Bruce Williams is a guy who can talk about mud for 40 minutes without realizing you stopped listening 20 minutes ago.
Yes, mud. Drilling mud.
He finds it fascinating. He even uses the word glamorous to describe his gritty profession.
Meet a true Texas roughneck - a man who, for the past quarter-century, has spent his life drilling holes in the ground looking for oil.
But drilling vets like Mr. Williams are hard to find these days. The US oil industry has had such a long downturn that, now, when crude prices are high enough to revive exploration beneath America's own fields, it's almost impossible to find workers who know their way around a rig.
The result: Companies such as Williams's employer, Ringo Drilling Co. - one of the last remaining independent drilling firms in the Abilene area - aren't able to fully capitalize on the favorable conditions of the moment.
Ringo is running six rigs, but it is getting more contracts every day. It has other rigs ready to go, "but we don't have enough people to run them," says Williams.
It takes 13 people to operate a drilling rig round the clock. Finding those 13 people is the No. 1 problem facing the industry right now, oil analysts say.
Businesses desperate for workers are getting creative. In Oklahoma, field recruiters are waiting for parolees outside prison gates. In Alaska, oil producers are joining forces to find and train employees. And in Texas, songs play on the radio with lyrics like: "Roughnecks, come home. We're busy again."
But it's uncertain if or when experienced roughnecks will return. Across the US, half a million oil-field-related jobs were lost since the mid-1980s - and most of those workers subsequently went into jobs that aren't subject to the boom-and-bust cycle that afflicts the oil industry.
So for every oil veteran who retires or leaves the business, a lifetime of knowledge leaves with them.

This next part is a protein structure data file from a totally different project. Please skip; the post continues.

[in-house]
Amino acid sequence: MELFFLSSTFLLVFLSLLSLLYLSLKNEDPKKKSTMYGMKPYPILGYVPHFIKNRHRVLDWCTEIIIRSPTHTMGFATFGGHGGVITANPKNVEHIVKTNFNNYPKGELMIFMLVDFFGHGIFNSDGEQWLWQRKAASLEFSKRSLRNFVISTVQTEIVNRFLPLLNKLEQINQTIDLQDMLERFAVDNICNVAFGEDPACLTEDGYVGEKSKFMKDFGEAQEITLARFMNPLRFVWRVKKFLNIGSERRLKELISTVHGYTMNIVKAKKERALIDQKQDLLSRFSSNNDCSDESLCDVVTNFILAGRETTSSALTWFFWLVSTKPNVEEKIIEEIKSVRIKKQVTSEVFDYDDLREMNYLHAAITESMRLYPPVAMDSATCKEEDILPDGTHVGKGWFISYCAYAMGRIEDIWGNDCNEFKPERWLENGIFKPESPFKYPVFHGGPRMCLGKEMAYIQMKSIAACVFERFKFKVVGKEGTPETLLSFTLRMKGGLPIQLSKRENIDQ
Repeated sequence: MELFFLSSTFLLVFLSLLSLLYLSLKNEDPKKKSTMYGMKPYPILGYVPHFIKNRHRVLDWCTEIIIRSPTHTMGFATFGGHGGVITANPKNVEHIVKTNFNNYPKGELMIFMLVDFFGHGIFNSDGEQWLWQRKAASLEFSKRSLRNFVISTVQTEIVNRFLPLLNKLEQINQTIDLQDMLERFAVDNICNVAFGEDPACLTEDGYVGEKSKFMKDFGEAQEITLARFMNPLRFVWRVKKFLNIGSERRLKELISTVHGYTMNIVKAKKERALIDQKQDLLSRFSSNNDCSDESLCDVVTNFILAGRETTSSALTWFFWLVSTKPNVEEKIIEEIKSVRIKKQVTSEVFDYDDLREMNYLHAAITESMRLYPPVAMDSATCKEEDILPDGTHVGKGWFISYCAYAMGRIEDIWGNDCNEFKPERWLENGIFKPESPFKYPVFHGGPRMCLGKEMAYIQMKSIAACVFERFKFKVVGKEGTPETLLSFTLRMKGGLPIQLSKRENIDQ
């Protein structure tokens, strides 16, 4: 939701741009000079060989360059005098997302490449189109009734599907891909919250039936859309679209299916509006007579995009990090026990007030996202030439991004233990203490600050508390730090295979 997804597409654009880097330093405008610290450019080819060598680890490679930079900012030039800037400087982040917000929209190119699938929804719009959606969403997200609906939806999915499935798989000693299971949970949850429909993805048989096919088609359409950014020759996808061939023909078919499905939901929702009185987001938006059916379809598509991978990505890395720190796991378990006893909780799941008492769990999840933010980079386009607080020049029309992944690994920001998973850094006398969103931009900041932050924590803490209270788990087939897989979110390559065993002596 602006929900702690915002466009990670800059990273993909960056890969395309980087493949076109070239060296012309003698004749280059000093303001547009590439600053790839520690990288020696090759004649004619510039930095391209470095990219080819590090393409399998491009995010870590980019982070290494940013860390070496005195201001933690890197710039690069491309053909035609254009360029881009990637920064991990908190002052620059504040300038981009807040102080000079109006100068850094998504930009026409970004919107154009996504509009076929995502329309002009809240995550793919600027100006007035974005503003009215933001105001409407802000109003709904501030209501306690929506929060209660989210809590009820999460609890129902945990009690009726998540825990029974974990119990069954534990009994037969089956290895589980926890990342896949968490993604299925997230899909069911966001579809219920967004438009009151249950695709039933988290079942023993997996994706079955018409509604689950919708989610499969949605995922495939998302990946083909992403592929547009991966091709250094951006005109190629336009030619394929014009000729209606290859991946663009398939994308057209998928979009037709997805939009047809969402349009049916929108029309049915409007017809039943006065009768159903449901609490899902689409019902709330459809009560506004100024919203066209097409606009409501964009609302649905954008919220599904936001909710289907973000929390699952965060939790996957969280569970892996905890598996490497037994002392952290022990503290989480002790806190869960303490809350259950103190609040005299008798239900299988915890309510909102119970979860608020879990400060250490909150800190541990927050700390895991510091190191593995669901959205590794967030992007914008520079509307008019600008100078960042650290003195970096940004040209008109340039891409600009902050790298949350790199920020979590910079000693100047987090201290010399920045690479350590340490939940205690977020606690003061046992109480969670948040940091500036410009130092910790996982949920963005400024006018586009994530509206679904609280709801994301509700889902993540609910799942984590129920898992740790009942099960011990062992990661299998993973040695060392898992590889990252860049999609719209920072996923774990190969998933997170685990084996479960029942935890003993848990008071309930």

"I wish there was more people excited about it," says Williams, a drilling supervisor for Ringo. "You could be working in an office all day or a factory, staring at the same four walls. Working on a rig, you get to see different parts of the country, you're outside, you're your own boss. I just can't see anything wrong with that. Why other ol' boys can't see it, I don't know."
In the shadow of a company drilling rig, he reaches down and grabs a handful of runoff from the mud pit. Straining it through his fingers, he explains that it is a mixture of shale, red bed, and lime. Lime is what you want to see more of - it spells oil in these parts.
So the draw works keeps plunging pipe collar into the earth until it reaches that magic depth. In this case, they figure 6,100 feet.
One local drilling company is said to be buying all the used rigs available, simply for the men working on them.
While every industry is suffering worker shortages in this booming economy, the oil business is in a "whole different realm," says Bill Stevens, executive vice president of the Texas Alliance of Energy Producers.
"What has made this nation great has been our ability to produce our own energy. If we can't do that anymore, does that affect our ability to remain great?" he asks. "The industry is so weakened after four decades of roller-coaster rides. And each time, you don't come out quite as strong as the last time."
As a result, there's been an oil brain drain, as more and more experienced engineers, geologists, geophysicists, and drilling supervisors leave for good - people like Williams who can look at a handful of rock shavings and tell if there's oil below. "When you lose that experience and intuition, you don't get it back quickly," Mr. Stevens says.